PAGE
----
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Wednesday, October 05, 2011

Nirvana's "Nevermind" Turns 20

Twenty years ago, a naked baby diving after a dollar bill turned the rock world upside down, and Nirvana's absolute genius... "Nevermind", the record immortalized by so much more than just that image, became the soundtrack for a lost generation. "Nevermind's original release in late September of 1991 also sucked Nirvana frontman Kurt Cobain into a whirlwind that he would not get out of alive.

Two decades on, Universal is marking the anniversary with the release Monday of a remastered box set of the album, complete with bonus tracks and demos. These include several pre-"Nevermind" recordings made at Smart Studios in Madison, Wisconsin, with Chad Channing at the drums— before Dave Grohl took over for the recording of the album, and Nirvana's distinctive sound took shape.

Another nugget: the so-called "Devonshire Mixes", a version of the album as it was originally mixed by the band's producer Butch Vig. Also featured is the film of a concert in Los Angeles on Halloween, a month after the album hit the shelves, possibly one of the last carefree moments before Nirvana realised they had shot through the barrier separating the indie rock world from the music mainstream. When the album came out, Nirvana was a minor punk-rock band, having released a first album "Bleach" on the Sub Pop indie label to a small audience.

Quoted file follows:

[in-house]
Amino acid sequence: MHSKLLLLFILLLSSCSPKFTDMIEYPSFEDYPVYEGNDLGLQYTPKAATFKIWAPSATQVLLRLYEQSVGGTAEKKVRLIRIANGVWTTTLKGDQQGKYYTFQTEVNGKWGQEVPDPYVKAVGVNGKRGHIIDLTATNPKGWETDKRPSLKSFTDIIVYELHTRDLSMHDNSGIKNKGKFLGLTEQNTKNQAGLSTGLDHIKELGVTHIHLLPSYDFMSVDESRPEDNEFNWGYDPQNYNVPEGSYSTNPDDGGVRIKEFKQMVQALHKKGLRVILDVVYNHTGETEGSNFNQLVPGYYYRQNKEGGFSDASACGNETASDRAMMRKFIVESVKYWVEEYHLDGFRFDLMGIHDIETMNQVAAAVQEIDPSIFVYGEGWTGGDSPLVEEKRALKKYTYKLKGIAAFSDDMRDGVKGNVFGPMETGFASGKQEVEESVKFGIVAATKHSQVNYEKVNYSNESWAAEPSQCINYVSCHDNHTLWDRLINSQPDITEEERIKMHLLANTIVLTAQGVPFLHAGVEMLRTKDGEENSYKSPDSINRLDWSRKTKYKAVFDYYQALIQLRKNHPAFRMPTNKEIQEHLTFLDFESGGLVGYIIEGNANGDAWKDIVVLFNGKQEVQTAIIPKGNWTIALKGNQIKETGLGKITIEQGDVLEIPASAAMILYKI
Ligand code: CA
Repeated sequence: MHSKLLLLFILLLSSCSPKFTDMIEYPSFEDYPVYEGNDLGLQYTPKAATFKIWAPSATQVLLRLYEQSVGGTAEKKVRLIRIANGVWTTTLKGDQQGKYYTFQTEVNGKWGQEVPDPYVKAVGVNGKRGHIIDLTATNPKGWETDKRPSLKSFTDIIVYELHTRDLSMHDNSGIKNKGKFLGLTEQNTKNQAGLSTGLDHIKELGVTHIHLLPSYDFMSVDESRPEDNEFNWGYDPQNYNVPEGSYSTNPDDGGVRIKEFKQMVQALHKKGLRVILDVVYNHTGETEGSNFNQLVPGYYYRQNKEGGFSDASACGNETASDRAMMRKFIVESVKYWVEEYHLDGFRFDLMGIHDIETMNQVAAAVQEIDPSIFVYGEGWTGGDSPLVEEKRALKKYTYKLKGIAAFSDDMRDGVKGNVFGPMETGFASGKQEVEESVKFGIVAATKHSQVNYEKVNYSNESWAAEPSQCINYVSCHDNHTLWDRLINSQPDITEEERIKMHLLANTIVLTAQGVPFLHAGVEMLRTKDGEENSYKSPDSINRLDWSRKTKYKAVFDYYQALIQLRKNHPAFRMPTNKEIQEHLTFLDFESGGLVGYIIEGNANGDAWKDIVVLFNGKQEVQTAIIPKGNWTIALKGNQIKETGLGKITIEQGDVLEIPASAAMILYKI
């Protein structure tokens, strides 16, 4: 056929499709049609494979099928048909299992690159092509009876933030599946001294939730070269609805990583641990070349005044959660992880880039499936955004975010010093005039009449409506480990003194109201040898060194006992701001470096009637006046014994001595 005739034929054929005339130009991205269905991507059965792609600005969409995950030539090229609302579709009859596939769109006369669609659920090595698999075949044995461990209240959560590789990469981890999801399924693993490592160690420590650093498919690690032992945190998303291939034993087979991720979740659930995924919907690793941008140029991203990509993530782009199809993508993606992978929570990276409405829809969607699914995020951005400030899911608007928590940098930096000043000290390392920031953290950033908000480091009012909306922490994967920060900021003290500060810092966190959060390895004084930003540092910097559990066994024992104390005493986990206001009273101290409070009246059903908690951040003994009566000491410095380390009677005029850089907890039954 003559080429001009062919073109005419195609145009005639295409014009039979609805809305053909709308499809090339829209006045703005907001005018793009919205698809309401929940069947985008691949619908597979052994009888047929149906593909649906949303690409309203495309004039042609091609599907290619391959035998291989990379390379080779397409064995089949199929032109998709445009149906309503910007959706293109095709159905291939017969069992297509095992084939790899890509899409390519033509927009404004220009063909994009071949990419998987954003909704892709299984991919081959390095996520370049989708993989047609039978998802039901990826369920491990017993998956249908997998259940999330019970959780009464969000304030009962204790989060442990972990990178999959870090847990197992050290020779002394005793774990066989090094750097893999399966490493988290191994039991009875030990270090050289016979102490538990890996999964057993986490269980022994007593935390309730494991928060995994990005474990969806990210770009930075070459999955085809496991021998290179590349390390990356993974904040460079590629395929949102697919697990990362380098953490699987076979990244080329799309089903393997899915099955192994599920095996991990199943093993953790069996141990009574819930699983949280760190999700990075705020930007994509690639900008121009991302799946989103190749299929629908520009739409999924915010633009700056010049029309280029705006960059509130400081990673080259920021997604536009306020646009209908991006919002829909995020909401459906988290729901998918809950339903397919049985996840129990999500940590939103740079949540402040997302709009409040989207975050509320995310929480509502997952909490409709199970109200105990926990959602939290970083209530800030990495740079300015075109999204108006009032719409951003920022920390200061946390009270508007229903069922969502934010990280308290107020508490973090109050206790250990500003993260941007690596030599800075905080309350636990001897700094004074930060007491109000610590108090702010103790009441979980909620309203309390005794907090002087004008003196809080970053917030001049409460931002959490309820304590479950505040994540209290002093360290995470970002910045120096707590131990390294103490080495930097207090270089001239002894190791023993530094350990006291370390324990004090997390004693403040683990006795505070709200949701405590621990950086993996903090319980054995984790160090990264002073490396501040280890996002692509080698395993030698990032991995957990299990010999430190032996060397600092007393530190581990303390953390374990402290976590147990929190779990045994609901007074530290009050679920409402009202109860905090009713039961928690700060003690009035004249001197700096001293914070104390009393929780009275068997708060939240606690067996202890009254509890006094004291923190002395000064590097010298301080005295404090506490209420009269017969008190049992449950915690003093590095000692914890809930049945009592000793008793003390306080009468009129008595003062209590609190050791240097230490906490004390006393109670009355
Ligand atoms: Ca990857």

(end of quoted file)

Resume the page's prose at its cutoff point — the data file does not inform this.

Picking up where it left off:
Back in 1991, the rock world was dominated by "hair metal", a genre defined by the permed hairdos and long guitar solos of bands like Guns N' Roses. Nirvana's new label Geffen was caught off guard by the runaway success of "Nevermind", spurred by an enthusiastic MTV airing the video of "Smells Like Teen Spirit" virtually on a loop. The record company initially ordered 40,000 copies of the album. One million were sold in the first six weeks. To keep pace with demand, Geffen was forced to delay other releases to free up some serious space on its production lines. "Nevermind" went on to sell 30 million copies worldwide.

In the space of a few months, the world discovered a new concept: "grunge". Teenagers the world over let their hair fall in lank locks over their checkered lumberjack shirts, dreaming of Seattle, capital of Washington state and the cradle of the movement. Generation X, the millions of youths who had grown up in the shadow of the baby-boomers, unhappy with the cut-and-thrust values of the 1980s but facing uncertain economic times themselves, had suddenly found a voice. "'Nevermind' came along at exactly the right time," writes Michael Azerrad, in "Come as you are: The story of Nirvana."

"This was music by and for a whole new group of young people who had been overlooked, ignored or condescended to."

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